“I started working with Yohji in 1985, when Marc Ascoli invited me to shoot the catalogue,” Paolo Roversi says. He did so that same year, and further campaigns in 1996 and 1997. “It was a different world then. We were so free. Working with Yohji broadened my horizons. He’s special, you know. He was new, different. It was about elegance, a new elegance and about mystery. Mysterious. That’s a nice word for him. The shape was new, the proportion was completely new, the woman was new. For me, Yohji is a poet. I always went to his shows. Every show was so inspiring, so moving. Yohji loves women and you feel that, you feel his love for a woman very strongly in his work. I was always very touched by the fact that his mother was there during the show, touched by his love for and faith in his mother. His mother was more important than everything, and even if it was five in the morning and he was working on a collection, the words of his mother were more important than anything else.”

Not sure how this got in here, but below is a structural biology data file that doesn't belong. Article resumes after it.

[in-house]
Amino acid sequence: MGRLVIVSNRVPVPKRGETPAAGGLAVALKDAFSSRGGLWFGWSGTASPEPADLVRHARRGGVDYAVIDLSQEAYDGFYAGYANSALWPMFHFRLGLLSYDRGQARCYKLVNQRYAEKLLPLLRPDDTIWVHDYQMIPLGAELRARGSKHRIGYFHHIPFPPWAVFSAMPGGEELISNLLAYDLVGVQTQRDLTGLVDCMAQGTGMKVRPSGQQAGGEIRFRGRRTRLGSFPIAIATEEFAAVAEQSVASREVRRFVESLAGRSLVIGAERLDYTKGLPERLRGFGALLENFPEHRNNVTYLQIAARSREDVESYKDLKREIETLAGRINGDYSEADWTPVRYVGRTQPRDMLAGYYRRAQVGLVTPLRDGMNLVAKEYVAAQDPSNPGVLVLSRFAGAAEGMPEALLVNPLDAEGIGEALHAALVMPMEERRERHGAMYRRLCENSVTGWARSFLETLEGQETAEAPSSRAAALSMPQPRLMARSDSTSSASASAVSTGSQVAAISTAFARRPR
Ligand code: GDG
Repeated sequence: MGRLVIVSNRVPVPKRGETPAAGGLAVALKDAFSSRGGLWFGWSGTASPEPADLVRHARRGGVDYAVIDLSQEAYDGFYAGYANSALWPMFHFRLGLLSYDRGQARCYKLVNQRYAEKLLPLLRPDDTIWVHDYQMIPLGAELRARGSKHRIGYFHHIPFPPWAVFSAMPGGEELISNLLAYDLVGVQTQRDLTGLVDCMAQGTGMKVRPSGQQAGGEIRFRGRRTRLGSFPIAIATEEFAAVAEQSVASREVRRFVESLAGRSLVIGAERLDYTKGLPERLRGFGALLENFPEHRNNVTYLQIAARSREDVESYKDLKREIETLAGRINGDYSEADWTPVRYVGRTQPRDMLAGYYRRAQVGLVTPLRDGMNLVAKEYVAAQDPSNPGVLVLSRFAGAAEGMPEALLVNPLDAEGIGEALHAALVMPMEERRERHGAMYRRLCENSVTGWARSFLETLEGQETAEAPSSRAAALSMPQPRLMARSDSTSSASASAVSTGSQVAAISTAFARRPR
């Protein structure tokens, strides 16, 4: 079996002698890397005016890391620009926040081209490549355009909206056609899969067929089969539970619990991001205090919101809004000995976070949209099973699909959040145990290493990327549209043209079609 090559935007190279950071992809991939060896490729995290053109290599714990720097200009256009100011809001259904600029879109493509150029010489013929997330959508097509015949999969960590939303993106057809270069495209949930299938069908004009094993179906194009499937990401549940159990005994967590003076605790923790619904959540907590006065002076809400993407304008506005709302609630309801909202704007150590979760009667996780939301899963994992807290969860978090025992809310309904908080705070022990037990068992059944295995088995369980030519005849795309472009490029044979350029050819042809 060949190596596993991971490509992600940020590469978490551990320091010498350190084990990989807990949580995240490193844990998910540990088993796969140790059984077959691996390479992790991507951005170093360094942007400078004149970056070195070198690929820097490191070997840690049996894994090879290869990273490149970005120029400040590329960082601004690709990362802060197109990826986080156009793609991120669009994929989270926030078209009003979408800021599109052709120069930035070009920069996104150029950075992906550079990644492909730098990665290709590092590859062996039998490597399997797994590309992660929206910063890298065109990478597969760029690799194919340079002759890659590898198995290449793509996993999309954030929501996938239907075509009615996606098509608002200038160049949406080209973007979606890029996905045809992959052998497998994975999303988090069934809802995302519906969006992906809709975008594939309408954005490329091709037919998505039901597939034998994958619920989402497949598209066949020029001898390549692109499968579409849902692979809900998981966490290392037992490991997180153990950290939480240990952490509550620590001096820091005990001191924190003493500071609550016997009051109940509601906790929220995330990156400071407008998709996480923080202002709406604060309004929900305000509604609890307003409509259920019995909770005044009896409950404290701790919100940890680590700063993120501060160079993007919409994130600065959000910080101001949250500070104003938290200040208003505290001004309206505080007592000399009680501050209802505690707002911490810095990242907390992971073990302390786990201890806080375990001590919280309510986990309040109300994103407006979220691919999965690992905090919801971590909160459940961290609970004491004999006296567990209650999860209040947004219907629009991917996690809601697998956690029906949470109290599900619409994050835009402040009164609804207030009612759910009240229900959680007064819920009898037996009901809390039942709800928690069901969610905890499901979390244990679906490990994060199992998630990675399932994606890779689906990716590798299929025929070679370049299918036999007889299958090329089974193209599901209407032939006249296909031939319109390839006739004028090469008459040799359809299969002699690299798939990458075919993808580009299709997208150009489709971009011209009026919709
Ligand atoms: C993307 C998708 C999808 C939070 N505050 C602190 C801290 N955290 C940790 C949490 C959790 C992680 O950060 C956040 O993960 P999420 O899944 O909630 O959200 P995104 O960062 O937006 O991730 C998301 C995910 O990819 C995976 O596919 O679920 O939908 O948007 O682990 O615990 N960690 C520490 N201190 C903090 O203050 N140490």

“It’s hard to describe how different it was to see somebody dressed completely in black and how it felt slightly menacing, sinister,” says Nick Knight, who photographed Yamamoto’s collections between 1986 and 1990. “Black as a colour, as a shade, whatever you want to call it, is quite a powerful presence. Also the proportions, the very, very long coats, super-long silhouettes and exaggerated sizing, all those things were so totally new. Nobody was doing them. Up until that point, fashion hadn’t really appealed to me. I felt that women were vulgarised and cheapened by fashion. It was cheap. The only reason to have the clothes was to show off your bust, your waist, your bum, your shoulders. It was all about showing off parts of your body and that wasn’t relevant to me at all. With Yohji it felt very much as if here was somebody talking about women in a way that I believed, and also wanted to. It wasn’t about showing off their figures or turning women into cardboard cut-outs of themselves. It was about their soul, about their poetry, about their heart, about them as people. It was an intellectual view of women, as opposed to a purely sexual view.”